Holly Oegema is a student in Software Engineering studying at the University of Waterloo. Currently she is working on the 360Insights development team as an intern.
It’s a great day.
The sun is shining, the birds are singing and you just bought a brand new Thingamajing 3000. You come home and eagerly rip it out of its packaging and then you notice a small slip of paper fall out of the box and onto the floor. You pick it up and peer at the small font and a striking message stands out “Save $50 on the Thingamajing 3000, after mail-in rebate.”
You jump for joy, there is so much you could do with $50.
That’s when you notice the terms and conditions of the rebate:
‘Simply send proof of purchase with a lock of your second cousin’s nephew’s son’s hair, place in neon coloured green envelope wrapped with a pink bow and thirty stamps, in which two of them are from Africa. Please seal the envelope using water found in the seventh ring of hell and please include the fingerprints of your great great grandparents.”
The reason for this is that, hopefully, the idea of the rebate will entice you to buy the product, but the difficulty of the rebate will persuade you to not actually follow through with it. What companies who offer these unduly complex rebate terms are hoping for is called “breakage” and “slippage” in program participation.
Faced with scaling the complicated wall built upon the classic mail-in rebate process, it is very easy to see why many rebates go unclaimed.
So, what is the benefit of modernizing the rebate and making it more accessible? Well, first of all, the people buying the product will be happier because they’ll actually get the rebate that might have played a part into their decision to buy the product. On the surface though, from the company’s perspective: easier = more people doing it = company pays more money.
From a financial perspective, it’s hard to see the benefit for the company offering rebates.
Let’s start with the easiest aspect that comes to mind:
It doesn’t take a rocket scientist to deduce that when someone has a good experience, they’re most likely to do it again. If you go out to a restaurant and the food is good, the service is great and you had an overall wonderful time, you’re more likely to go again. On the other hand, if you go somewhere and service is slow, the staff are rude and the meatloaf you ordered is actually the neighbour’s cat. You’re going to be more reluctant to go there again.
Positive experience often leads to positive association. Let’s say I buy two very similar products from Company X and Company Y. Both offer me a $100 rebate. Company X provides a very easy online process that I can just log in, upload my proof of purchase and get my money within 2 weeks. On the other hand Company Y offers the rebate through the mail-in method and the process is a lot more difficult. If I were to carry out both rebate processes I am more likely to associate positive feelings towards Company X due to their easy process. I’m more likely to associate feelings of frustration with Company Y. In the future, when I go out shopping and I see another product that’s offered by Company Y and Company X, I would be more likely to buy the one offered by Company X because of my previous positive experience. No one is going to be thinking, “Oh man, that really frustrating experience I had with Company Y just makes me want to go out and buy all their products!” (For more on this idea, check out Three Ways Mobile Is Changing Canadians’ Expectations by the people at Think With Google.)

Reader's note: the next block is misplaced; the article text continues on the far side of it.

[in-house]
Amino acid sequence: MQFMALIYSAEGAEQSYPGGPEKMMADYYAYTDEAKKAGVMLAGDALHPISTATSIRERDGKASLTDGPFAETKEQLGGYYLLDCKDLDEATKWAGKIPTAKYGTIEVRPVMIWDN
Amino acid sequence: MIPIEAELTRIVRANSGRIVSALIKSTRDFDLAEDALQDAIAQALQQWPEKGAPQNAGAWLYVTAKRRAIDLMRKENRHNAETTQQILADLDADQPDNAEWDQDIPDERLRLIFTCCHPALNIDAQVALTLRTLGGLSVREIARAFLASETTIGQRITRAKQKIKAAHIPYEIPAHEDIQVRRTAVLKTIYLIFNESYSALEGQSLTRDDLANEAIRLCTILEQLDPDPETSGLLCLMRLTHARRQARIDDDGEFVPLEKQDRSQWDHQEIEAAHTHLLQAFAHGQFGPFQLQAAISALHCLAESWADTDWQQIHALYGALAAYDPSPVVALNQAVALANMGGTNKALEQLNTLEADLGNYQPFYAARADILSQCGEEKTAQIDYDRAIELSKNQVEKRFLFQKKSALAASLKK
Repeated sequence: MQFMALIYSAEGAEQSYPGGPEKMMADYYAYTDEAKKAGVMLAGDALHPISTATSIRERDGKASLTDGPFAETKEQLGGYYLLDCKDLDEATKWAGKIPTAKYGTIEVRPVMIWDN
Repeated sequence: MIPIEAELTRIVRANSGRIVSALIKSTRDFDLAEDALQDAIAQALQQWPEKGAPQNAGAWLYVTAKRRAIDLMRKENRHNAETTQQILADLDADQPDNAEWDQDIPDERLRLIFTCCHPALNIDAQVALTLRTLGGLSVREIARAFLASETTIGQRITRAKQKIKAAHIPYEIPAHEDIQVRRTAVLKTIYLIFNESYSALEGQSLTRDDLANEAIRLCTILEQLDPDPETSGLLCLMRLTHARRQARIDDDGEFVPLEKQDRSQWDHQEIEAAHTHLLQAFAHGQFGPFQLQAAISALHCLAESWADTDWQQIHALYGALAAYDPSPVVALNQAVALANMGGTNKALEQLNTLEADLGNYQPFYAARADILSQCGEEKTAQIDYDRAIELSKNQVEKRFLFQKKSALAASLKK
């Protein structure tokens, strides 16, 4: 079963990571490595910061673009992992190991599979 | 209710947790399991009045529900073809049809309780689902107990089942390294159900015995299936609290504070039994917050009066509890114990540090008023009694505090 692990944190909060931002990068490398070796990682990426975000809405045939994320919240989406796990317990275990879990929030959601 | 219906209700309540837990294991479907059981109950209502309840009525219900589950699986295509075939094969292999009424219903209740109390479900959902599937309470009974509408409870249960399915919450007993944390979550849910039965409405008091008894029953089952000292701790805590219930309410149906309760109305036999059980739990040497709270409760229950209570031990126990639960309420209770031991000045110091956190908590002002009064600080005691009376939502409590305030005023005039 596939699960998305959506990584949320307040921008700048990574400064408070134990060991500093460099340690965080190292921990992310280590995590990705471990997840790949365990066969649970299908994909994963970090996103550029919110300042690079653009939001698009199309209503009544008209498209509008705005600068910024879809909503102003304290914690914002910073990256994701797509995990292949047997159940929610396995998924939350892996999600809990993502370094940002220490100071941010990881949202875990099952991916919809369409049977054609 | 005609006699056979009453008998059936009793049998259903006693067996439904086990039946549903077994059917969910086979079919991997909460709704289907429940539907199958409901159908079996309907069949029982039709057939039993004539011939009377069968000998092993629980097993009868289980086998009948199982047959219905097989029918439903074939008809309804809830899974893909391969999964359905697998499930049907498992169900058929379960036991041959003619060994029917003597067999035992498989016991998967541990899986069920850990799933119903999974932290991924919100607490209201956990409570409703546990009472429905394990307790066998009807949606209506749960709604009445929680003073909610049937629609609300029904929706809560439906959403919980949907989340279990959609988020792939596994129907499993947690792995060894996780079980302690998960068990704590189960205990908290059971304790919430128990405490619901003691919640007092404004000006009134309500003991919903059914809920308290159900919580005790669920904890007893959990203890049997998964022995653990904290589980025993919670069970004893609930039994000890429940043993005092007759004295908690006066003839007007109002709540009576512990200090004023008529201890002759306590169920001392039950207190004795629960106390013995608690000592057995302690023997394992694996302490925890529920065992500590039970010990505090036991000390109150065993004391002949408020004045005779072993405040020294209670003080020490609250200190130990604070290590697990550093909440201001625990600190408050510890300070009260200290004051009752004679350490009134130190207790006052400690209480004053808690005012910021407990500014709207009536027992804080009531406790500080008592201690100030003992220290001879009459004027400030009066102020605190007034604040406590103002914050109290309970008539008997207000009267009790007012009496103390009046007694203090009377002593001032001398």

Data Collection/Data Integrity
Second, and this is the piece that’s arguably creating the most value for brands who have figured it out already: it’s much easier to collect data from digital sources over paper sources.
As mentioned earlier, easier rebate process = more people doing it = company pays more money. That’s true, but when more people are doing it, this means that there is more data on the people buying your products.
“I want less information on the people buying my products!”, said no one ever. Want to know if that ad you ran actually led to more people buying your product? Or if your efforts to persuade a certain age group to purchase something are working? With more data it’s easier to answer these questions. The beautiful thing about having lots of data is the ability to see trends and see which tactics are working and which tactics are not. Sure, you might be spending more money on rebates, but you’re also getting more data on the people buying your product.
It’s also much faster and easier to process an online rebate over a mail in rebate. This means that the cost per rebate processed goes down.
Rebate Fraud Reduction
Another wonderful thing about data and the digital age is it makes it a lot easier to validate things. It’s a lot easier to sift through digital data than stacks of paper, and because of this it’s a lot easier to detect fraud. This means that your company will actually be saving money, because you will only pay money out to people who actually bought your products as opposed to any random and sneaky folk.
There are a lot of benefits with creating an easier rebate process, increased customer loyalty, more data, faster fraud detection, and cheaper processing.
Final thought: it’s hard to convince people that your brand is creating innovative products that are paving the way in the new age when you use an outdated system that screams otherwise.